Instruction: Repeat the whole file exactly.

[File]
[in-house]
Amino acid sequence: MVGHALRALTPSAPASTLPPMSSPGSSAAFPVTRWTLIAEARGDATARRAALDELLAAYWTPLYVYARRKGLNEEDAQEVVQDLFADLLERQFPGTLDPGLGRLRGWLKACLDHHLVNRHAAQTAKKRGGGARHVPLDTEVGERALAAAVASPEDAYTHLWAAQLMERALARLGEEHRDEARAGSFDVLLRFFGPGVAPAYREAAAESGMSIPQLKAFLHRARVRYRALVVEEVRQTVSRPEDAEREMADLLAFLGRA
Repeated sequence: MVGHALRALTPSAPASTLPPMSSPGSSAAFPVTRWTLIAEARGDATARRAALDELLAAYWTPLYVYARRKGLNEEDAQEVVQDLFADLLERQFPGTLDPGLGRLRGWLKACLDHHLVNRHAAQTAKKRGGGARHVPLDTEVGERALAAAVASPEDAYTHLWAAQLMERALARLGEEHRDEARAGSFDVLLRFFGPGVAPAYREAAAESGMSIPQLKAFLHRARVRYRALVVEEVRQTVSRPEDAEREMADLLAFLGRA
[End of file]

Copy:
[in-house]
Amino acid sequence: MVGHALRALTPSAPASTLPPMSSPGSSAAFPVTRWTLIAEARGDATARRAALDELLAAYWTPLYVYARRKGLNEEDAQEVVQDLFADLLERQFPGTLDPGLGRLRGWLKACLDHHLVNRHAAQTAKKRGGGARHVPLDTEVGERALAAAVASPEDAYTHLWAAQLMERALARLGEEHRDEARAGSFDVLLRFFGPGVAPAYREAAAESGMSIPQLKAFLHRARVRYRALVVEEVRQTVSRPEDAEREMADLLAFLGRA
Repeated sequence: MVGHALRALTPSAPASTLPPMSSPGSSAAFPVTRWTLIAEARGDATARRAALDELLAAYWTPLYVYARRKGLNEEDAQEVVQDLFADLLERQFPGTLDPGLGRLRGWLKACLDHHLVNRHAAQTAKKRGGGARHVPLDTEVGERALAAAVASPEDAYTHLWAAQLMERALARLGEEHRDEARAGSFDVLLRFFGPGVAPAYREAAAESGMSIPQLKAFLHRARVRYRALVVEEVRQTVSRPEDAEREMADLLAFLGRA